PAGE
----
Turbulent mixing in shock-driven variable-density flow-- from supernova explosion to fusion system

Event Date: May 5, 2022
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Devesh Ranjan - Eugene C. Gwaltney, Jr. School Chair and Professor


Seminar: Thursday, May 5 - 10:30 AM ME2004


Turbulent mixing in shock-driven variable-density flow-- from supernova explosion to fusion system



Mixing is central to several important phenomena in nature and engineering. Rayleigh-Taylor (RT) and Richtmyer-Meshkov (RM) driven wrinkles at the interface of materials lie at the heart of an overarching science for material mixing that stretches from oil trapping salt domes, that develop over tens of millions of years, to degradation of Inertial Confinement Fusion (ICF) capsule performance in 10 -12 ns. RT and RM are insidious instabilities that start with exponential growth (power-law function of time for RM) of small-scale perturbations and end in a fully turbulent mixing process. Shock tube experiments allow us to explore the effects of Mach number and initial conditions on unsteady variable-density mixing. I will describe here the results from recent experiments which quantifies the effect of initial conditions on the transition to turbulence in RMI-driven flows The evolving density and velocity fields are measured simultaneously using high spatial resolution planar laser-induced fluorescence (PLIF) and particle image velocimetry (PIV) techniques. We have acquired simultaneous PIV-PLIF measurements at 60KHz in such a transient flow system for the first time. Density, velocity, and density–velocity cross-statistics are calculated using ensemble averaging to investigate the effects of additional modes on the mixing and turbulence quantities. The density and velocity data show that a distinct memory of the initial conditions is maintained in the flow before interaction with reshock.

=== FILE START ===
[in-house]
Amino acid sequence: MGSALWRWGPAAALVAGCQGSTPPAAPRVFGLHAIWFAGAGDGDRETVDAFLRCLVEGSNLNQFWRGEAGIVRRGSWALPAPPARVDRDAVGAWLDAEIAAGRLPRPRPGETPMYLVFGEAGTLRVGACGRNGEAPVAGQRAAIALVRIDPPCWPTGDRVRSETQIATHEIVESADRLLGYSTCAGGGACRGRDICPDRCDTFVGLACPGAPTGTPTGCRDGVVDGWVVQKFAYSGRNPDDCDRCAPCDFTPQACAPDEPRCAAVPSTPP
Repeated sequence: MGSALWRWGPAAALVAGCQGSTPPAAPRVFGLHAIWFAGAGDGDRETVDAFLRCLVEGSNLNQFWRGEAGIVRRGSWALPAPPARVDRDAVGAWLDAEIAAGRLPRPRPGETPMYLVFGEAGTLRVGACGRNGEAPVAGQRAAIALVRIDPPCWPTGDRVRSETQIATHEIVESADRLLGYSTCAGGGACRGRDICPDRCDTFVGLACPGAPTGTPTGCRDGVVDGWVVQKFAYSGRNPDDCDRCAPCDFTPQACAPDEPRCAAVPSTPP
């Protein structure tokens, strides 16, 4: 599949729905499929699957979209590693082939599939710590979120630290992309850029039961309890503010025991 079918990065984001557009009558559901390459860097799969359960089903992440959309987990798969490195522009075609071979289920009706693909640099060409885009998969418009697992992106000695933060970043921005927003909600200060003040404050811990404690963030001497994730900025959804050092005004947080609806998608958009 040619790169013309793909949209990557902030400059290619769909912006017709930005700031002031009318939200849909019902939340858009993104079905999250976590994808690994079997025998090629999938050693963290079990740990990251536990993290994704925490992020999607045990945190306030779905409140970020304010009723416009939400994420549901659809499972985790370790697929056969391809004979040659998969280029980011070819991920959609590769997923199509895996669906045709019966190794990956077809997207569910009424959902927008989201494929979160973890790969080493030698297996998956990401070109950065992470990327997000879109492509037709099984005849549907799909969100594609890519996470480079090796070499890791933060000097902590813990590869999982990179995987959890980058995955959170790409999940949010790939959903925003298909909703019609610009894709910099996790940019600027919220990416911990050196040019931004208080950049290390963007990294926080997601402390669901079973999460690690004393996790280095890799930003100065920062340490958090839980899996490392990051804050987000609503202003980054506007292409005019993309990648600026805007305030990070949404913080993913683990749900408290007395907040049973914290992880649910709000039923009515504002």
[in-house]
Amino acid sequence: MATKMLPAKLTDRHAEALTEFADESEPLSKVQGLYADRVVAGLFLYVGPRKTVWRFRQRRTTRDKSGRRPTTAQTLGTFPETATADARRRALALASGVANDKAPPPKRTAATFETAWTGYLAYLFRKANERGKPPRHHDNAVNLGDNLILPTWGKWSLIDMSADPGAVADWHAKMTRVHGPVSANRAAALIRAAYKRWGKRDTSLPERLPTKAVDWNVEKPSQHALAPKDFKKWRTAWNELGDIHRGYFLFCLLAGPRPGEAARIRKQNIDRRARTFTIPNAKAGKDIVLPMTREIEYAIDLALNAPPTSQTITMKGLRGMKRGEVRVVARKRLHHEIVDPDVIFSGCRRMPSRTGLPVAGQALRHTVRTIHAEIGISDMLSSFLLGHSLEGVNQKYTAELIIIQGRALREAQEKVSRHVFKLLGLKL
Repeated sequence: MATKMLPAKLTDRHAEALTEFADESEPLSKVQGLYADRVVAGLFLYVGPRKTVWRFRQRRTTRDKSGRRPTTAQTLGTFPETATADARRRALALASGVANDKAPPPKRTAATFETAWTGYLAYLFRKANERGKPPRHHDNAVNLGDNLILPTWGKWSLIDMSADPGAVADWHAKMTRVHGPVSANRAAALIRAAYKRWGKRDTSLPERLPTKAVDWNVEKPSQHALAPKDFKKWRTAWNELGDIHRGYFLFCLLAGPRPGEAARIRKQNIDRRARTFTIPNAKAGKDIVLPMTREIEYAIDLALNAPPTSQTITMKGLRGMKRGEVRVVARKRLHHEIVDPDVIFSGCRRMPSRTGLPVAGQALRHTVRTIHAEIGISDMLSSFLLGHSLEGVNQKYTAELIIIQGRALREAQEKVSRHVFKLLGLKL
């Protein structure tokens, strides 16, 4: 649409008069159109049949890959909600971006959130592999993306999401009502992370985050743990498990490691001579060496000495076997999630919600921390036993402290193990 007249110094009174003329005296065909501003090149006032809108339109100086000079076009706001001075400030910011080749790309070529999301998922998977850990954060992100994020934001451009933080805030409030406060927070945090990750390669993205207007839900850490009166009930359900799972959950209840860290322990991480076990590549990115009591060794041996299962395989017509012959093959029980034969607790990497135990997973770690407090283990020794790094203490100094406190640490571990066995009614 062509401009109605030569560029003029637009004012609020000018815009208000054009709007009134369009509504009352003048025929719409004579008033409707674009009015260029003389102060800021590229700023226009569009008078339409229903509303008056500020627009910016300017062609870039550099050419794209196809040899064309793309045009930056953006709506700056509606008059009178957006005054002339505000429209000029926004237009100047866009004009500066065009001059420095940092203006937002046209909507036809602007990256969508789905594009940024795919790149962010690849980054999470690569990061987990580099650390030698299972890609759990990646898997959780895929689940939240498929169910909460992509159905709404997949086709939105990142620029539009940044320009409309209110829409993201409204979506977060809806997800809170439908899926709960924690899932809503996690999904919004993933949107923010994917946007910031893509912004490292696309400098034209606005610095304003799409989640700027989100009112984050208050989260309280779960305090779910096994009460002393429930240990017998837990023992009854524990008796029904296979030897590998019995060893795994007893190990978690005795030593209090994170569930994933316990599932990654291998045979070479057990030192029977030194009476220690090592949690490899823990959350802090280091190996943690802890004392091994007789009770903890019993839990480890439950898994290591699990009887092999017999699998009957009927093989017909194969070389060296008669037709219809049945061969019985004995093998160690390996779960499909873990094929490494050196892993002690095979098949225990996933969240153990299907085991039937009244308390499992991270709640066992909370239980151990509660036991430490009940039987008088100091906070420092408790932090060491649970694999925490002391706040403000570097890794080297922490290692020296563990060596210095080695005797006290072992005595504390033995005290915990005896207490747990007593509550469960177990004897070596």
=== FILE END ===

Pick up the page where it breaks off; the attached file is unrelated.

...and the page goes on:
Devesh Ranjan is the Eugene C. Gwaltney, Jr. School Chair in the Woodruff School of Mechanical Engineering at Georgia Tech. He also holds a courtesy appointment in the Daniel Guggenheim School of Aerospace Engineering and serves as a co-director of the $100M Department of Defense-funded University Consortium for Applied Hypersonics (UCAH). Ranjan joined the faculty at Georgia Tech in 2014. Before coming to Georgia Tech, he was a director’s research fellow at Los Alamos National Laboratory (2008) and Morris E. Foster Assistant Professor in the Mechanical Engineering department at Texas A&M University (2009-2014). He earned a bachelor's degree from the NIT-Trichy (India) in 2003, and master's and Ph.D. degrees from the UW-Madison in 2005 and 2007 respectively, all in mechanical engineering.

Ranjan’s research focuses on the interdisciplinary area of power conversion, complex fluid flows involving shock and hydrodynamic instabilities, and the turbulent mixing of materials in extreme conditions, such as supersonic and hypersonic flows. Ranjan is a Fellow of the American Society of Mechanical Engineers (ASME), and has received numerous awards for his scientific contributions, including the DOE-Early Career Award (first GT recipient), the NSF CAREER Award, and the US AFOSR Young Investigator award. He was invited to participate in the National Academy of Engineering’s 2016 US Frontiers in Engineering Symposium. At Tech, Ranjan served as a Provost’s Teaching and Learning Fellow (PTLF) from 2018-2020, Interim Vice-President for Interdisciplinary Research (2021) and was named 2021 Governor’s Teaching Fellow. He was also named Diversity, Equity, and Inclusion (DEI) Fellow for 2020-21.